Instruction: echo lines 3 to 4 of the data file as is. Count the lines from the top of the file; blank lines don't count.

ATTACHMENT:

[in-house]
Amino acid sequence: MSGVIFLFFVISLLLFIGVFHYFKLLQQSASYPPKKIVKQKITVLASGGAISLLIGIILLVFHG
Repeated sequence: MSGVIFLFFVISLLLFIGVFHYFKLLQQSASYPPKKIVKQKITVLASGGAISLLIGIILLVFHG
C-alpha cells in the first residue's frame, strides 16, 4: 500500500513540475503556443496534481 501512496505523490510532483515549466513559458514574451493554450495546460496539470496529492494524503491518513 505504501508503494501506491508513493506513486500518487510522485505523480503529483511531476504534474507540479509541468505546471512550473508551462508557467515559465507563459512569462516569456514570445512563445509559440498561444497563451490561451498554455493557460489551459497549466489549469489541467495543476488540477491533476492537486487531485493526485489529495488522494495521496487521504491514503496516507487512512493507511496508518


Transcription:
Repeated sequence: MSGVIFLFFVISLLLFIGVFHYFKLLQQSASYPPKKIVKQKITVLASGGAISLLIGIILLVFHG
C-alpha cells in the first residue's frame, strides 16, 4: 500500500513540475503556443496534481 501512496505523490510532483515549466513559458514574451493554450495546460496539470496529492494524503491518513 505504501508503494501506491508513493506513486500518487510522485505523480503529483511531476504534474507540479509541468505546471512550473508551462508557467515559465507563459512569462516569456514570445512563445509559440498561444497563451490561451498554455493557460489551459497549466489549469489541467495543476488540477491533476492537486487531485493526485489529495488522494495521496487521504491514503496516507487512512493507511496508518